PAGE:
Gypsy holds a special place in the hearts of a lot of Musical Theatre Geeks, and it is often pointed out as the perfect example of the Book Musical (as opposed to the "Concept Musical" or the "Sung-Through Musical"), where all elements of music, story, character, and dance come together. I admire Gypsy greatly, but would not place it on a list of shows I must see over and over again. In fact, I have enjoyed three of the four productions of the show I have seen (I have purposefully avoided any amateur production of the piece over the years, as I just can't imagine a housewife from the suburbs doing the play justice). The TV version starring Bette Midler was enjoyable enough, but the best production of the show I have seen would have to be the first major revival, starring Angela Lansbury. I wrote about seeing the show here. I also saw the Tyne Daly revival back in the 90s, which I mentioned here.
But the first time I ever encountered Gypsy was when I was bored to tears by the film version. Rosalind Russell, Natalie Wood, and Karl Malden were all fine performers, but they did not mesh well in this musical. Russell's singing voice was augmented with Lisa Kirk's dubbing; in fact, the only portions of Mama Rose's songs which belong to Russell were the patter which sometimes interrupted the numbers. Wood did her own singing in this film, as opposed to her earlier appearance in West Side Story, in which all her songs were Marni Nixoned. As for Karl Malden, well, the role of Herbie was never meant to be a strong singer (the originator of the part, Jack Klugman, was so insecure about his singing that plans for a solo number for his character were dropped). Malden isn't too bad in the film, and neither is Roz Russell, if you can forgive the songs. I am a fan of Russell's, so I wish the movie had worked out better, but I also wish that Ethel Merman had been given the opportunity to recreate what everyone claims was her finest hour.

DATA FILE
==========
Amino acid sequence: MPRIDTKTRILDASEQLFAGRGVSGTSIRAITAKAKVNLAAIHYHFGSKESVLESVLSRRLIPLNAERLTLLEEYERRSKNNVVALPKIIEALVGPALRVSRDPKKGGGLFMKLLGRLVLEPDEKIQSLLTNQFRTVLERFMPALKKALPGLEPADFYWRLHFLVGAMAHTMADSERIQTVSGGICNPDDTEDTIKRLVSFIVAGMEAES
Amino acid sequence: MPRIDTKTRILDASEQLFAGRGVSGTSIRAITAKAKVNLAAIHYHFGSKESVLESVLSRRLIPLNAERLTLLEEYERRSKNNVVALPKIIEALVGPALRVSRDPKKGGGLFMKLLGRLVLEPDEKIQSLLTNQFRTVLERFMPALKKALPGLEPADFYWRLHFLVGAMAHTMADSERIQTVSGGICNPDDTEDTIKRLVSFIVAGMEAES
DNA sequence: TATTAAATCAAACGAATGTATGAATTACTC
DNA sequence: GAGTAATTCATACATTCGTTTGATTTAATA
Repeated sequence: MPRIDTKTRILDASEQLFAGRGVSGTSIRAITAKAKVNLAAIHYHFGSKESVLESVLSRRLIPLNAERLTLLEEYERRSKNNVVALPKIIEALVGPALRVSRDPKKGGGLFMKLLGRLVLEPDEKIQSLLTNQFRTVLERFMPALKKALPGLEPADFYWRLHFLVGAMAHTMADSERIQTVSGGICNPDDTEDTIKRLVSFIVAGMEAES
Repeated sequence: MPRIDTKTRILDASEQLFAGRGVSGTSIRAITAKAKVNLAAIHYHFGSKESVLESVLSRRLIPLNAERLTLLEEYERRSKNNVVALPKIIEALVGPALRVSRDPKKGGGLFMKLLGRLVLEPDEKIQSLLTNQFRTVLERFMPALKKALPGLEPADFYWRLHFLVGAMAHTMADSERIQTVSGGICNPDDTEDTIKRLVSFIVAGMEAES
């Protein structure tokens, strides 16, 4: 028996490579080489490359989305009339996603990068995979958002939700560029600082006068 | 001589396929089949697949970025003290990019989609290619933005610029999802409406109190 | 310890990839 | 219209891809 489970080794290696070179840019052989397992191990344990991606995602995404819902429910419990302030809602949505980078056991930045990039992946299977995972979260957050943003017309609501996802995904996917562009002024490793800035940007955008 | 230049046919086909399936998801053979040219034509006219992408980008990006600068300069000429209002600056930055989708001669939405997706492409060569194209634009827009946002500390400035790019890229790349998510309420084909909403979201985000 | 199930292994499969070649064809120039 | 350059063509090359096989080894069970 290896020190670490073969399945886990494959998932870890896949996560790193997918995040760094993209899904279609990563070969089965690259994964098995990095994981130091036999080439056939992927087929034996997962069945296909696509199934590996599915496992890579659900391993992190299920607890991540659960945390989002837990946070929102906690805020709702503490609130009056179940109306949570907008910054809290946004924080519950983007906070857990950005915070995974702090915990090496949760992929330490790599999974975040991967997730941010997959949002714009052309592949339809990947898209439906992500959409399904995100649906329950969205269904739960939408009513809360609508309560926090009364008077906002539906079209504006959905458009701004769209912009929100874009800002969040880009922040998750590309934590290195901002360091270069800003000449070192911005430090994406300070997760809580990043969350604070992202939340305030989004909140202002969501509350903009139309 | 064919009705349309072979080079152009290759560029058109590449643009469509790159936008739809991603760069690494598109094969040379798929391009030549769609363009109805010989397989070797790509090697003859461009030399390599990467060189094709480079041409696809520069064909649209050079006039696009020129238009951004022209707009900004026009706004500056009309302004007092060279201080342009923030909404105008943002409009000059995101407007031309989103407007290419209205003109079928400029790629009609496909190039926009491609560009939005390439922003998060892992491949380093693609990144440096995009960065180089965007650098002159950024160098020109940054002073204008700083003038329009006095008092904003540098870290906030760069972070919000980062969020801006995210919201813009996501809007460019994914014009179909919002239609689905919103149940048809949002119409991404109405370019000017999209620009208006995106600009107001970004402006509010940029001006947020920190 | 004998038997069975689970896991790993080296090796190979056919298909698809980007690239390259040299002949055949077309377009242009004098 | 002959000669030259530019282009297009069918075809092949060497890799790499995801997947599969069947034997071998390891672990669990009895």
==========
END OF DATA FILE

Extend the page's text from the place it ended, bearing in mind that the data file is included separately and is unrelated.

But then, I wish Carol Channing had filmed Hello, Dolly, Zero Mostel had filmed Fiddler on the Roof, and Julie Andrews had filmed My Fair Lady. These were all reported to be iconic performances which are now lost to us. Ah, well...
Here's a song from the film flop Gypsy, which was cut from the final release. Perhaps it was to trim the running time, but I have a hunch it was also because it's a pretty dreadful piece of staging. The number was cut early enough that dubber Lisa Kirk was not required to do her stuff, so Rosalind Russell is croaking her own vocals in this clip: